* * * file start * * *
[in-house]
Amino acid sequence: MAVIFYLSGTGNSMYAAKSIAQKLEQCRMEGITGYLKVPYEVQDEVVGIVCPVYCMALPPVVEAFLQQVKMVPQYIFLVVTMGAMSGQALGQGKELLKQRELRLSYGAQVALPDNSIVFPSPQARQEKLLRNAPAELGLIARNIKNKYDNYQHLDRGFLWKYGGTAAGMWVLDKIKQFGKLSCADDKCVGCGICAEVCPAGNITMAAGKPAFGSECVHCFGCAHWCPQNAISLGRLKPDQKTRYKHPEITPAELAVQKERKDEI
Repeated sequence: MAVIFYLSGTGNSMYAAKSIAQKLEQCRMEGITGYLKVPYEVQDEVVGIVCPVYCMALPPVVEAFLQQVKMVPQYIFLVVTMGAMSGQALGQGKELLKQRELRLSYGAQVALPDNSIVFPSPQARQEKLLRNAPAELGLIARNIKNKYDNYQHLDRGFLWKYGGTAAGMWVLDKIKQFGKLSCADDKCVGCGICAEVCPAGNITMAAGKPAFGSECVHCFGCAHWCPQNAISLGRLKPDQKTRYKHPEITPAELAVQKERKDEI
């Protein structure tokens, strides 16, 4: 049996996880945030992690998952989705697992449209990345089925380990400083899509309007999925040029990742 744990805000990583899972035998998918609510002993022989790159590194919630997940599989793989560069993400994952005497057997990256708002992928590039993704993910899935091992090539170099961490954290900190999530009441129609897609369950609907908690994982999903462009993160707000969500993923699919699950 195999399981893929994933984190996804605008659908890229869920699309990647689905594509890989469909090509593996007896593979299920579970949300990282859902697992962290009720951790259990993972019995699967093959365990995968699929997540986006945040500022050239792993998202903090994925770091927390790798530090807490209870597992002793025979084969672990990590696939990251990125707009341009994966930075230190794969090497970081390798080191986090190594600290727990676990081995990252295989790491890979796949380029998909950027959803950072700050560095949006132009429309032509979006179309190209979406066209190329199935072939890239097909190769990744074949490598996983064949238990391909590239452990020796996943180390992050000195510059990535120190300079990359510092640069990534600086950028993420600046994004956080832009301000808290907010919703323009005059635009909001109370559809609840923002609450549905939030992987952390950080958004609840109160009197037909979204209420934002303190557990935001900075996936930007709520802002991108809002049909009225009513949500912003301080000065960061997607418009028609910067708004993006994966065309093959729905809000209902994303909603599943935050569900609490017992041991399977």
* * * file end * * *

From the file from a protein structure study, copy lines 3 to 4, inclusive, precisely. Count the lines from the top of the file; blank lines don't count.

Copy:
Repeated sequence: MAVIFYLSGTGNSMYAAKSIAQKLEQCRMEGITGYLKVPYEVQDEVVGIVCPVYCMALPPVVEAFLQQVKMVPQYIFLVVTMGAMSGQALGQGKELLKQRELRLSYGAQVALPDNSIVFPSPQARQEKLLRNAPAELGLIARNIKNKYDNYQHLDRGFLWKYGGTAAGMWVLDKIKQFGKLSCADDKCVGCGICAEVCPAGNITMAAGKPAFGSECVHCFGCAHWCPQNAISLGRLKPDQKTRYKHPEITPAELAVQKERKDEI
């Protein structure tokens, strides 16, 4: 049996996880945030992690998952989705697992449209990345089925380990400083899509309007999925040029990742 744990805000990583899972035998998918609510002993022989790159590194919630997940599989793989560069993400994952005497057997990256708002992928590039993704993910899935091992090539170099961490954290900190999530009441129609897609369950609907908690994982999903462009993160707000969500993923699919699950 195999399981893929994933984190996804605008659908890229869920699309990647689905594509890989469909090509593996007896593979299920579970949300990282859902697992962290009720951790259990993972019995699967093959365990995968699929997540986006945040500022050239792993998202903090994925770091927390790798530090807490209870597992002793025979084969672990990590696939990251990125707009341009994966930075230190794969090497970081390798080191986090190594600290727990676990081995990252295989790491890979796949380029998909950027959803950072700050560095949006132009429309032509979006179309190209979406066209190329199935072939890239097909190769990744074949490598996983064949238990391909590239452990020796996943180390992050000195510059990535120190300079990359510092640069990534600086950028993420600046994004956080832009301000808290907010919703323009005059635009909001109370559809609840923002609450549905939030992987952390950080958004609840109160009197037909979204209420934002303190557990935001900075996936930007709520802002991108809002049909009225009513949500912003301080000065960061997607418009028609910067708004993006994966065309093959729905809000209902994303909603599943935050569900609490017992041991399977």